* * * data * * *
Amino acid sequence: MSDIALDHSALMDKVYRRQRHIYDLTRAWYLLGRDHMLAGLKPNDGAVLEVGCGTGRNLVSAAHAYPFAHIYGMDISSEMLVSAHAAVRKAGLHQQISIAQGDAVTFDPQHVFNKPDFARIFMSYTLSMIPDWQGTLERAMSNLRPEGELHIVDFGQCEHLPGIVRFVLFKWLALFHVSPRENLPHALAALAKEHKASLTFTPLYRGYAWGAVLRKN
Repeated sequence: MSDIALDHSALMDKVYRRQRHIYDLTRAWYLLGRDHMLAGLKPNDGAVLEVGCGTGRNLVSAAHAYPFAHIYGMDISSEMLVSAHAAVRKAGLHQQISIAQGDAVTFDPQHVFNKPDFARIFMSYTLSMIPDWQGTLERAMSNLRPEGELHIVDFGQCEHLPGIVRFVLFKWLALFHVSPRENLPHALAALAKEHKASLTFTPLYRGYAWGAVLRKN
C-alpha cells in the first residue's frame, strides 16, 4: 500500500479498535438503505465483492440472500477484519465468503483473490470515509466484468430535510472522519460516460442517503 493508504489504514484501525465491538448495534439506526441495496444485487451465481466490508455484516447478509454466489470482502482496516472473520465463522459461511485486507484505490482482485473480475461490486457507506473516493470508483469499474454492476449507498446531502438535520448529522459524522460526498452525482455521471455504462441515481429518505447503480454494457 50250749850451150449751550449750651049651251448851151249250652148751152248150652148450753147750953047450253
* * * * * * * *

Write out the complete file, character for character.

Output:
Amino acid sequence: MSDIALDHSALMDKVYRRQRHIYDLTRAWYLLGRDHMLAGLKPNDGAVLEVGCGTGRNLVSAAHAYPFAHIYGMDISSEMLVSAHAAVRKAGLHQQISIAQGDAVTFDPQHVFNKPDFARIFMSYTLSMIPDWQGTLERAMSNLRPEGELHIVDFGQCEHLPGIVRFVLFKWLALFHVSPRENLPHALAALAKEHKASLTFTPLYRGYAWGAVLRKN
Repeated sequence: MSDIALDHSALMDKVYRRQRHIYDLTRAWYLLGRDHMLAGLKPNDGAVLEVGCGTGRNLVSAAHAYPFAHIYGMDISSEMLVSAHAAVRKAGLHQQISIAQGDAVTFDPQHVFNKPDFARIFMSYTLSMIPDWQGTLERAMSNLRPEGELHIVDFGQCEHLPGIVRFVLFKWLALFHVSPRENLPHALAALAKEHKASLTFTPLYRGYAWGAVLRKN
C-alpha cells in the first residue's frame, strides 16, 4: 500500500479498535438503505465483492440472500477484519465468503483473490470515509466484468430535510472522519460516460442517503 493508504489504514484501525465491538448495534439506526441495496444485487451465481466490508455484516447478509454466489470482502482496516472473520465463522459461511485486507484505490482482485473480475461490486457507506473516493470508483469499474454492476449507498446531502438535520448529522459524522460526498452525482455521471455504462441515481429518505447503480454494457 50250749850451150449751550449750651049651251448851151249250652148751152248150652148450753147750953047450253